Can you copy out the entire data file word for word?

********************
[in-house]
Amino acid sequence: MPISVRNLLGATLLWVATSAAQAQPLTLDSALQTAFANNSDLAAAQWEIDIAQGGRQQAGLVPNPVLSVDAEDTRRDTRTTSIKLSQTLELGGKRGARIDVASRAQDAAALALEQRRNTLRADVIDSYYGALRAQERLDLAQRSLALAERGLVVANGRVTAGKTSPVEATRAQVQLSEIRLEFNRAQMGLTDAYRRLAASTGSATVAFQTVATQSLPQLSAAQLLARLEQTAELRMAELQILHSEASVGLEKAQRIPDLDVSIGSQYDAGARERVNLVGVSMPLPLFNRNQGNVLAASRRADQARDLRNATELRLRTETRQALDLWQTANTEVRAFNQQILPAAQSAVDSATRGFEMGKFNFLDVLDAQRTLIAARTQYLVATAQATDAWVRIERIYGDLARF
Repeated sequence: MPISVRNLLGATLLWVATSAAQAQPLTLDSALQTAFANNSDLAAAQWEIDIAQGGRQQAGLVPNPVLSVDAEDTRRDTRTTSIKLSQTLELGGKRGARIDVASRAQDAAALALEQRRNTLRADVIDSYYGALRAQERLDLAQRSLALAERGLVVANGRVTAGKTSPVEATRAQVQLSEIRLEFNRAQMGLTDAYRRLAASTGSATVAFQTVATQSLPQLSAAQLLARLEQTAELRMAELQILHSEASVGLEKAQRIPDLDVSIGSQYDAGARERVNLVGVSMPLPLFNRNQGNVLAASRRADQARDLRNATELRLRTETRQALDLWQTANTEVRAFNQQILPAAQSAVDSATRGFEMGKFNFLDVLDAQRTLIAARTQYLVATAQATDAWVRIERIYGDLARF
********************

[in-house]
Amino acid sequence: MPISVRNLLGATLLWVATSAAQAQPLTLDSALQTAFANNSDLAAAQWEIDIAQGGRQQAGLVPNPVLSVDAEDTRRDTRTTSIKLSQTLELGGKRGARIDVASRAQDAAALALEQRRNTLRADVIDSYYGALRAQERLDLAQRSLALAERGLVVANGRVTAGKTSPVEATRAQVQLSEIRLEFNRAQMGLTDAYRRLAASTGSATVAFQTVATQSLPQLSAAQLLARLEQTAELRMAELQILHSEASVGLEKAQRIPDLDVSIGSQYDAGARERVNLVGVSMPLPLFNRNQGNVLAASRRADQARDLRNATELRLRTETRQALDLWQTANTEVRAFNQQILPAAQSAVDSATRGFEMGKFNFLDVLDAQRTLIAARTQYLVATAQATDAWVRIERIYGDLARF
Repeated sequence: MPISVRNLLGATLLWVATSAAQAQPLTLDSALQTAFANNSDLAAAQWEIDIAQGGRQQAGLVPNPVLSVDAEDTRRDTRTTSIKLSQTLELGGKRGARIDVASRAQDAAALALEQRRNTLRADVIDSYYGALRAQERLDLAQRSLALAERGLVVANGRVTAGKTSPVEATRAQVQLSEIRLEFNRAQMGLTDAYRRLAASTGSATVAFQTVATQSLPQLSAAQLLARLEQTAELRMAELQILHSEASVGLEKAQRIPDLDVSIGSQYDAGARERVNLVGVSMPLPLFNRNQGNVLAASRRADQARDLRNATELRLRTETRQALDLWQTANTEVRAFNQQILPAAQSAVDSATRGFEMGKFNFLDVLDAQRTLIAARTQYLVATAQATDAWVRIERIYGDLARF